Sooner or later in discussion of the Weimar era one cannot avoid the Bauhaus school and movement.
The Bauhaus school went in parallel with the era itself. It opened in 1919 and closed its doors in 1933 under extreme pressure from the Nazis.
The new building of the future will be everything in one form; architecture, sculpture and painting.
The goal of the Bauhaus school was an arts programs that trained its students in various crafts all of which eventually culminated in architecture and building.
However, its approach to art, crafts and architecture is based firmly on form and function married in as direct way as possible. No frills, no victorian elaborations, no poofy artsy stuff. It emphasizes simplicity. It embraces the urban and the technological. It adores mass production and the machine aesthetic.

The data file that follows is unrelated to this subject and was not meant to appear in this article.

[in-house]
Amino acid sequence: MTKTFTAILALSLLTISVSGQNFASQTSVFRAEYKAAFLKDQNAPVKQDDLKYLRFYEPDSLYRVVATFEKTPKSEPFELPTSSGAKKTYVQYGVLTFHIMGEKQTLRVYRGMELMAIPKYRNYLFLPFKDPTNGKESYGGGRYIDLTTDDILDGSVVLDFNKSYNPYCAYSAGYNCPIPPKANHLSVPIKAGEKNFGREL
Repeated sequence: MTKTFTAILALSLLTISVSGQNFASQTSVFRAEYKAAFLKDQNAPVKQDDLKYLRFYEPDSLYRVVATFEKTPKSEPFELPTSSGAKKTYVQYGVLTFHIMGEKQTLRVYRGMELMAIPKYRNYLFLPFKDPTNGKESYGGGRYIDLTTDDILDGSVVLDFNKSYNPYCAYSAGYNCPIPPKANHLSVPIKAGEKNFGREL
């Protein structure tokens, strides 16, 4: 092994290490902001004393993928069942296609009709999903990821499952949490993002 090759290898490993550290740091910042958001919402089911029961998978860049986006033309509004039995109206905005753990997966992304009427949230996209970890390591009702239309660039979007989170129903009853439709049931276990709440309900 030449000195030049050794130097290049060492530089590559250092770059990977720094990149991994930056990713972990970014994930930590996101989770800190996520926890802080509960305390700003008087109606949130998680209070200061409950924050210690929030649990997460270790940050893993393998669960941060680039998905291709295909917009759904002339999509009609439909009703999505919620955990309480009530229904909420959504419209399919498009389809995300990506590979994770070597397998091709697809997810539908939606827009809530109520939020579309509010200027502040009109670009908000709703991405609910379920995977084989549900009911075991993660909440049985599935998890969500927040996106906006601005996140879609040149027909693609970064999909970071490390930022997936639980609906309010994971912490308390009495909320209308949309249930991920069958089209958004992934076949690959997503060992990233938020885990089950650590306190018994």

It despises any split between art and production, art and function.
Mass production was new and full of potential to fulfill every human need. All needs can be produced by the new machine age, by mass production, and that very production and function has its own form which is an artistic aesthetic in itself. It “demanded reduction to essentials, an excision of the sentimental choices and visual distractions that cluttered human lives.”
As architecture it strives to use space instead of wasting time on filling space with adornments.
As a movement it is the very definition of modernism.
Now personally, i hate Bauhaus. I hate the aesthetic. I hate the buildings. I hate the philosophy. I just simply hate Bauhaus on the most basic level of which i aesthetically am able to love or deplore anything.
(I like the bands Bauhaus and Laibach because they nail a particular music that is really interesting and which i like to utilize on occasion.)
However, it doesn’t change the fact that the movement and style is one of the most radical, creative, brilliant and important movements of the entire 20th century. Its impact cannot be overstated. It has grown and continued blossoming even today. There are many current examples of the architecture which i do love and am amazed by. But the fact is, you simply cannot discuss architecture without referring to Bauhaus, whether to embrace or reject it.
I do like some more recent Bauhaus homes.